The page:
Now Playing: LANDSLIDE by Senses Fail
Just Read: THE MANY ASPECTS OF MOBILE HOME LIVING by Martin Clark--A fun read. I was three-fourths of the way through and still didn't know what was going to happen, and didn't find out for sure until the last page. But I knew! I swear I did!
Reading Now: THE LOST WORLD by Sir Arthur Conan Doyle
Articulation: The action of putting into words an idea or feeling of a specified type.
Lately I've really been into how good writers can say exactly what they mean, how they use the perfect words in a situation. I'm not talking about analogies, where you're reading about a situation and the writer compares it to something so you, the reader, can more easily relate.
I'm talking more basic. Vocabulary and syntax. I've been reading stories lately by Ken Liu and Margaret Maron and Sir Arthur Conan Doyle (big spread there), and all three are very good about articulating their thoughts. It's a gift, I think, but mostly it's hard work--you know those writers have put in a lot of practice to get so articulate.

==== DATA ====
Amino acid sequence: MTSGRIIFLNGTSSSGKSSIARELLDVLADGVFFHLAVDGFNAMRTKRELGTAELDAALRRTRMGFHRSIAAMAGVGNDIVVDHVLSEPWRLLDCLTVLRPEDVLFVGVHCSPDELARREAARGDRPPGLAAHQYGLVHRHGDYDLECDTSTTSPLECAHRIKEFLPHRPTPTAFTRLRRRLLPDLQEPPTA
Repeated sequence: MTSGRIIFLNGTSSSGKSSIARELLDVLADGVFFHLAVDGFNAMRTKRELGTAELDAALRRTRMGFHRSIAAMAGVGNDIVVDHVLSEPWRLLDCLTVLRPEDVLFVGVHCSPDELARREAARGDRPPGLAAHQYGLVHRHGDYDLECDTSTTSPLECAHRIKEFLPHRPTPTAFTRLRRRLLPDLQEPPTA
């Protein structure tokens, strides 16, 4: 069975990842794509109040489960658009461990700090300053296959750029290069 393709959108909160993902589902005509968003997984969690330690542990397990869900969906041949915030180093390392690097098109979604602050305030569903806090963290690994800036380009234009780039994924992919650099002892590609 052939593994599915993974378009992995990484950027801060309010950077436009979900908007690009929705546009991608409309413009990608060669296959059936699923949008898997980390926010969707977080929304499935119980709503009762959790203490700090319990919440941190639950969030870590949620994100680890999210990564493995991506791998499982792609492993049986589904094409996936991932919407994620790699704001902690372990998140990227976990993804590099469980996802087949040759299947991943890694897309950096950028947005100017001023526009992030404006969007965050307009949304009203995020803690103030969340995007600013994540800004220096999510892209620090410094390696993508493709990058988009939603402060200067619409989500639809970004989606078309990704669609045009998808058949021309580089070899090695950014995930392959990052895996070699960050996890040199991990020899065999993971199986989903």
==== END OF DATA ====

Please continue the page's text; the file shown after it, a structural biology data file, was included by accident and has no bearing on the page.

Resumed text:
(By the way, I think British authors might be a little better at this--Doyle, Gaiman, Rowling, they're all great at saying precisely what they mean, and nothing else. Just an observation.)
We've all tried to tell someone something that happened and hit a brick wall: "I can't describe it. You just had to be there!" Well, as writers, you pretty much have to be able to describe it, and your job is to make sure the reader IS there, to transport him away for a moment. What I've noticed, the writers who are really good at it can make the reader anticipate the sentence, so that once I start the phrase I'm expecting, I speed to the end of it and think, "Yes, exactly, I know exactly what you're talking about."
This is my goal.
I believe articulation is one of the most important skills as a writer. It helps you be clear, concise, and say exactly what you mean in as few words as possible. It translates well into real life, too--all this election hype as made me appreciate politicians' ability to orate. With a little more practice at the keyboard, I'll never be tongue-tied again!